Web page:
Document Type



The paper presents the results of a survey on the characteristics of black college students’ romantic relationships, including types of relationships, the reasons for beginning and ending relationships and the elements of successful relationships. The anonymous electronic survey was voluntarily completed and included questions that allowed for both qualitative and quantitative assessment. The findings of the study reveal that students, who may be involved in stable and committed relationships, begin relationships for emotional needs and romance but acknowledge that compatible personality traits are the key to successful relationships. They cite cheating, partner abuse, and control as major causes of break-ups. The study suggests that colleges initiate systematic relationship education programs to help students develop healthy relationships and maximize learning.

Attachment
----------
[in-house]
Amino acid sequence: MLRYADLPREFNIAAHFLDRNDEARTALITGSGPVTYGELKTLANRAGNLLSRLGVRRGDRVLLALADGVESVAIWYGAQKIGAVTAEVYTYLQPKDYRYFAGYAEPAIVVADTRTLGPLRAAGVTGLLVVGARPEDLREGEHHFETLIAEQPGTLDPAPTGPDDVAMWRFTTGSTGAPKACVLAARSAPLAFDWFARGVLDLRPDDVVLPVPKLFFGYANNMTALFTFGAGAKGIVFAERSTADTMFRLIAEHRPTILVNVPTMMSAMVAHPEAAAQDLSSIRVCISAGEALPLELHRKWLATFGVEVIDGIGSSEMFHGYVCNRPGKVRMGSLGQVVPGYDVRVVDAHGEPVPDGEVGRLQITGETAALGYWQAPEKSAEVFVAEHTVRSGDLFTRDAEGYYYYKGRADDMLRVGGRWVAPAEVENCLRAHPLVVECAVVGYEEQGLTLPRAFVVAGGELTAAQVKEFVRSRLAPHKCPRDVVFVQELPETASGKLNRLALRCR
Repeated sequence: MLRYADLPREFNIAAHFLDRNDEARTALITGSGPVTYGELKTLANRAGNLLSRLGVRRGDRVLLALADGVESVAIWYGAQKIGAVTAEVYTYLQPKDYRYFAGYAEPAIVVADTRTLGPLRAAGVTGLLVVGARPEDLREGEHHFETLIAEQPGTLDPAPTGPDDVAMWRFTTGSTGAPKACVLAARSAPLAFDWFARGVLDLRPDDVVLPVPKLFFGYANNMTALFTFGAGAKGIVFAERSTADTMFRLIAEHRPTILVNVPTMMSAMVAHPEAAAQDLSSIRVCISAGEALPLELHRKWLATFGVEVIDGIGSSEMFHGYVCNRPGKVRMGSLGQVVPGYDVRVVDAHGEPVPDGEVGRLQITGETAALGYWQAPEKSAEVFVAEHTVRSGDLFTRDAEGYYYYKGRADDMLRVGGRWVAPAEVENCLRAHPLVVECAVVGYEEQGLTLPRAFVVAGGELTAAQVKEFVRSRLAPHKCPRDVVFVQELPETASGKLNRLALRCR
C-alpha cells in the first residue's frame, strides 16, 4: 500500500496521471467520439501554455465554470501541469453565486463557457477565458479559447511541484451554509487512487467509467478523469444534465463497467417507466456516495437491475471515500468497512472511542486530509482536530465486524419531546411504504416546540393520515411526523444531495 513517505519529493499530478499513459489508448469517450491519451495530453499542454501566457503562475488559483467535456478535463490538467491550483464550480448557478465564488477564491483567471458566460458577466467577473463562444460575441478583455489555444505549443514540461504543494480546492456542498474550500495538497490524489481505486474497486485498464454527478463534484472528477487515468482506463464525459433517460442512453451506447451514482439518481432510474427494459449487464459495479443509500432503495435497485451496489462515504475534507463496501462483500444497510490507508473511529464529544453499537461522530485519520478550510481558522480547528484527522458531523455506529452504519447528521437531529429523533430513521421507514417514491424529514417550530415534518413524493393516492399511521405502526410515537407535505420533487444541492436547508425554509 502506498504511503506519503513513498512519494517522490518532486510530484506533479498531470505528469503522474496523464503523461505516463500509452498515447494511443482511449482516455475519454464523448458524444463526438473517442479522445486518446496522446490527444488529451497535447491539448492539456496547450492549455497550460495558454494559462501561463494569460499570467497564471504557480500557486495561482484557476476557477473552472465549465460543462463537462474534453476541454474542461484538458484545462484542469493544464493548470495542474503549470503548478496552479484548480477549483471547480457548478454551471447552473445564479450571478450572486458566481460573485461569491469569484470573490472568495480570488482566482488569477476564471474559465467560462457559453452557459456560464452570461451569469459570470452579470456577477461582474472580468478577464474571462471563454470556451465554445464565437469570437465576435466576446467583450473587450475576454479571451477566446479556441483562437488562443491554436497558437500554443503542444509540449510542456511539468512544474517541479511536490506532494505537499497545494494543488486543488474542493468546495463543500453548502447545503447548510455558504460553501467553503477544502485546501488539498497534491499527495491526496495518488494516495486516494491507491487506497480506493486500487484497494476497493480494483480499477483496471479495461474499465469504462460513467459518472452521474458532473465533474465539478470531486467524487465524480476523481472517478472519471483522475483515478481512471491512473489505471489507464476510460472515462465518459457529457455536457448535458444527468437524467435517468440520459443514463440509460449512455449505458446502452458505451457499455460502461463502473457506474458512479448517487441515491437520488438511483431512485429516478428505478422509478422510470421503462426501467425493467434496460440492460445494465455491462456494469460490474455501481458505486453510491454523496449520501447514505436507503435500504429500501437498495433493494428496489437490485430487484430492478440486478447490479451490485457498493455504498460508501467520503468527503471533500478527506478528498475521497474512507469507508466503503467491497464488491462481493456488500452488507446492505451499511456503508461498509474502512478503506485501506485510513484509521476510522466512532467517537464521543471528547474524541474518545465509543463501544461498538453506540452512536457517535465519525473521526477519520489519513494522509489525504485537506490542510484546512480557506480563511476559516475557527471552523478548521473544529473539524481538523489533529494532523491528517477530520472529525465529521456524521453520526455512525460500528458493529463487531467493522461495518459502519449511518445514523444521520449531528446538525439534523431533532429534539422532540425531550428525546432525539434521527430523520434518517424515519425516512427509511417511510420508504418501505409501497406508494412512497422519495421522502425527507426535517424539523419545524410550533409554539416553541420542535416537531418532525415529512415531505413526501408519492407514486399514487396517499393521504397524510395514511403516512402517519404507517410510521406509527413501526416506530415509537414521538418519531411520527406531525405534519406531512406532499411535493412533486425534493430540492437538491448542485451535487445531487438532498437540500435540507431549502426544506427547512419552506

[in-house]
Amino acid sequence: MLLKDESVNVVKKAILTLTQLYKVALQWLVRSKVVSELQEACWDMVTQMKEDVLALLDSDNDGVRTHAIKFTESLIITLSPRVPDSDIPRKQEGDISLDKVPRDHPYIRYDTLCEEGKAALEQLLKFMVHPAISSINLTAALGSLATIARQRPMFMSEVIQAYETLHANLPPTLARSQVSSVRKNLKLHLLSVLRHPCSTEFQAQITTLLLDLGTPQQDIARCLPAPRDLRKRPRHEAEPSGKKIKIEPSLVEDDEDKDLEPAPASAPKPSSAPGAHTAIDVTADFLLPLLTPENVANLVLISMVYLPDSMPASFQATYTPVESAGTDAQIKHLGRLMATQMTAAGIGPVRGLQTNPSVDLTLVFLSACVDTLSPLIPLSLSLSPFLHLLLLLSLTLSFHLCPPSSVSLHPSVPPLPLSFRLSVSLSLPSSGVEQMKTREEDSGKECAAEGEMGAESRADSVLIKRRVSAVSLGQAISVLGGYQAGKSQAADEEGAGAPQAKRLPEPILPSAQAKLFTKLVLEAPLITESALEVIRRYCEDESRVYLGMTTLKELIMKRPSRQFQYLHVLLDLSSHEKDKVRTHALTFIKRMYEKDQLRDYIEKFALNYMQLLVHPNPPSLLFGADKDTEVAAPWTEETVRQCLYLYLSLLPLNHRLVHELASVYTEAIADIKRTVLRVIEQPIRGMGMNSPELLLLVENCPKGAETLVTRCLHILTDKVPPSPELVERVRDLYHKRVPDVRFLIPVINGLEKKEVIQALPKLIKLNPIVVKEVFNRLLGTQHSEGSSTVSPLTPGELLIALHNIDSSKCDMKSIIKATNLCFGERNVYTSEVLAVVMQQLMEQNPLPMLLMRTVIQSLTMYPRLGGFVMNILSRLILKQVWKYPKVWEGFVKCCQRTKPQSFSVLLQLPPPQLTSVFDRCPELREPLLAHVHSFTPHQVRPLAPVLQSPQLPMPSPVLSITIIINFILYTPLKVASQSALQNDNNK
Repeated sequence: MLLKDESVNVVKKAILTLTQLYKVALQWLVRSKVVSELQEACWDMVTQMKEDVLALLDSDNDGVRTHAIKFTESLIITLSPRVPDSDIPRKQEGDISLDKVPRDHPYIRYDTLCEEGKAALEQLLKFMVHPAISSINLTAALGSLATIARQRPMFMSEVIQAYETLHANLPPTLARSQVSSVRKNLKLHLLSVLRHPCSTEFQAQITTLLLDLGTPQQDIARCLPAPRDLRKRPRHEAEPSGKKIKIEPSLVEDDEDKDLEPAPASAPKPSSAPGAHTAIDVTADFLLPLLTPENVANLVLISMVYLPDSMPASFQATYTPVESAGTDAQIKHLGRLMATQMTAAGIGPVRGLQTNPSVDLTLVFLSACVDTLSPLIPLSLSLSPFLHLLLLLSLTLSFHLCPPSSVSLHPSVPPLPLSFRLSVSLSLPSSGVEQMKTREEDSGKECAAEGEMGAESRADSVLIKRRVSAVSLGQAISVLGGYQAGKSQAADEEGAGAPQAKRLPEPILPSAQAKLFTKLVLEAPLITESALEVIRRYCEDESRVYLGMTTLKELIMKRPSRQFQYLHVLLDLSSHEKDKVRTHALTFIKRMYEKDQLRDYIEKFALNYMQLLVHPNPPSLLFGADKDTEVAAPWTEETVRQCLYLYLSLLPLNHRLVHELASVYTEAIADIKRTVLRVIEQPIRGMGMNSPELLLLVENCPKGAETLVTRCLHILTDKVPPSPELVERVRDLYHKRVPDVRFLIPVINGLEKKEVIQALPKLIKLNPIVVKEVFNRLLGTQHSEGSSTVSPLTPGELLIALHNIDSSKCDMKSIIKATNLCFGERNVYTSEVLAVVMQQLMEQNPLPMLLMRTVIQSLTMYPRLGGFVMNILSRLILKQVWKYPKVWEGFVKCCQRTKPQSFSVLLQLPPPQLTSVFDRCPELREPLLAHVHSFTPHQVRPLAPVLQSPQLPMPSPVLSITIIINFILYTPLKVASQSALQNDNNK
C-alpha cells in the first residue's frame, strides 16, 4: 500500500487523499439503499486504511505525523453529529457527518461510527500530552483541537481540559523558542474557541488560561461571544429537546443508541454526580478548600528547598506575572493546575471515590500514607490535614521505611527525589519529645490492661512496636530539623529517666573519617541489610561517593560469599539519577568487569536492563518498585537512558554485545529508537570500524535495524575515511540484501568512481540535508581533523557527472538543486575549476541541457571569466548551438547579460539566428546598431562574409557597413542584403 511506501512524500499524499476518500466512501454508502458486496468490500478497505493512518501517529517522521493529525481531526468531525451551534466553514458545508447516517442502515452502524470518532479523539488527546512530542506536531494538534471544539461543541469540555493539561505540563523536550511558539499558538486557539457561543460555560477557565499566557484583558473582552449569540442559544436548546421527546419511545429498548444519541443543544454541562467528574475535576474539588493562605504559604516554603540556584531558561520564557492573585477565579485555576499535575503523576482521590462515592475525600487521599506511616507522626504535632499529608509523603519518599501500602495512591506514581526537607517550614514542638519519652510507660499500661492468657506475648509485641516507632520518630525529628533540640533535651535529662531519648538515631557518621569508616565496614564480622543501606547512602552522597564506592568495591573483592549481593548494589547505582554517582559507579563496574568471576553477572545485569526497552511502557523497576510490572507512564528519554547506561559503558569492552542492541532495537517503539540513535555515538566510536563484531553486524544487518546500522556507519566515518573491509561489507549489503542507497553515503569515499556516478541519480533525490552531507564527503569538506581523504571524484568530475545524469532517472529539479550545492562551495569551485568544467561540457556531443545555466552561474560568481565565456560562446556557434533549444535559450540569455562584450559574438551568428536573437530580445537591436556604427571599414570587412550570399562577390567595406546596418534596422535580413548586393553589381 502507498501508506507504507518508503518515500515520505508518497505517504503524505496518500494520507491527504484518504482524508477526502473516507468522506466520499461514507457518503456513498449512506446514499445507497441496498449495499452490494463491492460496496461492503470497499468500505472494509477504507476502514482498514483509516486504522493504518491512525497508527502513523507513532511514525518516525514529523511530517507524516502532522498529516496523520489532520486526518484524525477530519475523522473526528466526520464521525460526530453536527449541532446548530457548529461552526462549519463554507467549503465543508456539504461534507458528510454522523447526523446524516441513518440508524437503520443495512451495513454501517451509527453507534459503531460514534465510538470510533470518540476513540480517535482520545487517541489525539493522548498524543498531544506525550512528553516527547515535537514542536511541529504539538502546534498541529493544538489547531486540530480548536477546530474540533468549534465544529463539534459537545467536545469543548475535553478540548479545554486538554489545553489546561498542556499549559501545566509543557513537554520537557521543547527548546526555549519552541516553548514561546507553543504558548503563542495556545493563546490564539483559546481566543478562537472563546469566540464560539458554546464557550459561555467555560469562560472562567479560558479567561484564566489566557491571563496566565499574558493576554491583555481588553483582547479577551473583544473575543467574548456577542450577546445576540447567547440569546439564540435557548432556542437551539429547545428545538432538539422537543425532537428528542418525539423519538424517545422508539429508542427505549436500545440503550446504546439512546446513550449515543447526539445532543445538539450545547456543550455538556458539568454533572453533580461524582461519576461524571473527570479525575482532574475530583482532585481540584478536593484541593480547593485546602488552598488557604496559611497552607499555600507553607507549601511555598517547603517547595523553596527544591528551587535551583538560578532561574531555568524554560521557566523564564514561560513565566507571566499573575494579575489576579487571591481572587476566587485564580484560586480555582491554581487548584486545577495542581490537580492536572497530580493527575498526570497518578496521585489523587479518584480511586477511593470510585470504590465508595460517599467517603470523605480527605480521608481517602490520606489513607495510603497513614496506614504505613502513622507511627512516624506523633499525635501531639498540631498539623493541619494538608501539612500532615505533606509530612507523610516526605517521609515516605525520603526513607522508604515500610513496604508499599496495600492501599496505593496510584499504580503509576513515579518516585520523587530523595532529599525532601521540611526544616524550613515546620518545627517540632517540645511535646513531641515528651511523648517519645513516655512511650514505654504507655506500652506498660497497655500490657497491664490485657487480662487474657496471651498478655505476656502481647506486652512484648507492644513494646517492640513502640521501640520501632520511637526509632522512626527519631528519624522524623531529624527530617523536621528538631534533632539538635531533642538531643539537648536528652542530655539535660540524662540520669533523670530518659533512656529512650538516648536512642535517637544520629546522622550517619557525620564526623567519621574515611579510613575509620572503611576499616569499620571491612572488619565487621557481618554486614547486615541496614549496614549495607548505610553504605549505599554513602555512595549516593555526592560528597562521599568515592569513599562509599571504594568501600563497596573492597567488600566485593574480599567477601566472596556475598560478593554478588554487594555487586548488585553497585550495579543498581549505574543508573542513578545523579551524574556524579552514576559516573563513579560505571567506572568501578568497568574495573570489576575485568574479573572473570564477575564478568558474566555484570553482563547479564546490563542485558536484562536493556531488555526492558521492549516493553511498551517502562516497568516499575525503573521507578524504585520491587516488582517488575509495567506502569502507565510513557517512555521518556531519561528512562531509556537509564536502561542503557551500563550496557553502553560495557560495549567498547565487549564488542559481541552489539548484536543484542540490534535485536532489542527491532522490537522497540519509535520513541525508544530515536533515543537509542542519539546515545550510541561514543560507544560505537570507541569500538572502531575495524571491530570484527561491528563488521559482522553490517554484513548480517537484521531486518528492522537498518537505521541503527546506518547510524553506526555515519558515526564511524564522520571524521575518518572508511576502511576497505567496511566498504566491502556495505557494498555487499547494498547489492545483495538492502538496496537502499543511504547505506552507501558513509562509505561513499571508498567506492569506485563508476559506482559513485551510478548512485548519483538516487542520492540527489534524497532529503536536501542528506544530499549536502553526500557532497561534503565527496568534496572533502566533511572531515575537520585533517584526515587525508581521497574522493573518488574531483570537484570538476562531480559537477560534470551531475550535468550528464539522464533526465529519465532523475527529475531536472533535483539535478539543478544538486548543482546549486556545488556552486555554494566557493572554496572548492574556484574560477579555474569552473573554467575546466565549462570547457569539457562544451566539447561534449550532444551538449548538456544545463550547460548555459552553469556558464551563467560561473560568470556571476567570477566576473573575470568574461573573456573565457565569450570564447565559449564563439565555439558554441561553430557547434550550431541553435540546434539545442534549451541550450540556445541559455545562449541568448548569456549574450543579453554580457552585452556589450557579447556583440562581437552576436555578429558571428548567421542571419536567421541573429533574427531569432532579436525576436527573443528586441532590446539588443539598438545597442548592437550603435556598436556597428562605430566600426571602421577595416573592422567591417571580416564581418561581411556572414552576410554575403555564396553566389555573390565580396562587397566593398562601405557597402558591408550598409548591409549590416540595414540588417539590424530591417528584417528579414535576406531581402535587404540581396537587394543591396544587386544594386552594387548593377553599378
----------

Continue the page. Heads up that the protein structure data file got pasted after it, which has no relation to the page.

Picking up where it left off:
The data analysis and write up of this paper were made possible, in part, by a generous grant from Fayetteville State University. The evidence used in this study did not emanate from the author’s current institution. The project design and data collection phases were made possible, in part, by a generous fellowship from the United Negro College Fund – Mellon Foundation (UNCF/Mellon.) Much gratitude goes to the survey respondents. It should be noted that the ideas, methods, and views discussed in this paper do not—in any form—reflect those of the organizations acknowledged above; they are solely based on the author’s interpretations.